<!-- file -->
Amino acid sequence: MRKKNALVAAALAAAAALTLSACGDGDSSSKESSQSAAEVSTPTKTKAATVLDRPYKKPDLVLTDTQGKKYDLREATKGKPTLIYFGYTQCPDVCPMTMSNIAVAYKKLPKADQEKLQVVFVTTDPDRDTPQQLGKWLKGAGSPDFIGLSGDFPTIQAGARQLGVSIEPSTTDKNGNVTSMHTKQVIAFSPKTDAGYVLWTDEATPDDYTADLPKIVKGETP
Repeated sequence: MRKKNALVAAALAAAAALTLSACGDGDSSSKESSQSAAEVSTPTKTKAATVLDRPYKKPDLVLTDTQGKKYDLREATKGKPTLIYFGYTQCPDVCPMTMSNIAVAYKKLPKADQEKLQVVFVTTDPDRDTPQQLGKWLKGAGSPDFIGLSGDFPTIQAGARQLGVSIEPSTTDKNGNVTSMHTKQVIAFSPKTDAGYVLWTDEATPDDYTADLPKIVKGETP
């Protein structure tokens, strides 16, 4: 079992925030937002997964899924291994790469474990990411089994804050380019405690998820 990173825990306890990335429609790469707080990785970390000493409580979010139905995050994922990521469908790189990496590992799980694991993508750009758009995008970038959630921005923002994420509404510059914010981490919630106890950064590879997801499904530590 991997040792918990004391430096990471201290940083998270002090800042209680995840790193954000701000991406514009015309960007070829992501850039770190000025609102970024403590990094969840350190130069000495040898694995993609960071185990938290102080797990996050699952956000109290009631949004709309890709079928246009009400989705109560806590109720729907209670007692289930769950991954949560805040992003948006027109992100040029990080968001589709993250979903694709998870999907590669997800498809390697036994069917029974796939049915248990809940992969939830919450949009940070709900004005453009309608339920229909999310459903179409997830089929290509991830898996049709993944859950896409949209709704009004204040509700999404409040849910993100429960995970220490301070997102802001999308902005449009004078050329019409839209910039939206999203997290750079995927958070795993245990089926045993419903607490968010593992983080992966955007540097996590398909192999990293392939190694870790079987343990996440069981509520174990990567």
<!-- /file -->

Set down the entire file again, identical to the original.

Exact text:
Amino acid sequence: MRKKNALVAAALAAAAALTLSACGDGDSSSKESSQSAAEVSTPTKTKAATVLDRPYKKPDLVLTDTQGKKYDLREATKGKPTLIYFGYTQCPDVCPMTMSNIAVAYKKLPKADQEKLQVVFVTTDPDRDTPQQLGKWLKGAGSPDFIGLSGDFPTIQAGARQLGVSIEPSTTDKNGNVTSMHTKQVIAFSPKTDAGYVLWTDEATPDDYTADLPKIVKGETP
Repeated sequence: MRKKNALVAAALAAAAALTLSACGDGDSSSKESSQSAAEVSTPTKTKAATVLDRPYKKPDLVLTDTQGKKYDLREATKGKPTLIYFGYTQCPDVCPMTMSNIAVAYKKLPKADQEKLQVVFVTTDPDRDTPQQLGKWLKGAGSPDFIGLSGDFPTIQAGARQLGVSIEPSTTDKNGNVTSMHTKQVIAFSPKTDAGYVLWTDEATPDDYTADLPKIVKGETP
């Protein structure tokens, strides 16, 4: 079992925030937002997964899924291994790469474990990411089994804050380019405690998820 990173825990306890990335429609790469707080990785970390000493409580979010139905995050994922990521469908790189990496590992799980694991993508750009758009995008970038959630921005923002994420509404510059914010981490919630106890950064590879997801499904530590 991997040792918990004391430096990471201290940083998270002090800042209680995840790193954000701000991406514009015309960007070829992501850039770190000025609102970024403590990094969840350190130069000495040898694995993609960071185990938290102080797990996050699952956000109290009631949004709309890709079928246009009400989705109560806590109720729907209670007692289930769950991954949560805040992003948006027109992100040029990080968001589709993250979903694709998870999907590669997800498809390697036994069917029974796939049915248990809940992969939830919450949009940070709900004005453009309608339920229909999310459903179409997830089929290509991830898996049709993944859950896409949209709704009004204040509700999404409040849910993100429960995970220490301070997102802001999308902005449009004078050329019409839209910039939206999203997290750079995927958070795993245990089926045993419903607490968010593992983080992966955007540097996590398909192999990293392939190694870790079987343990996440069981509520174990990567």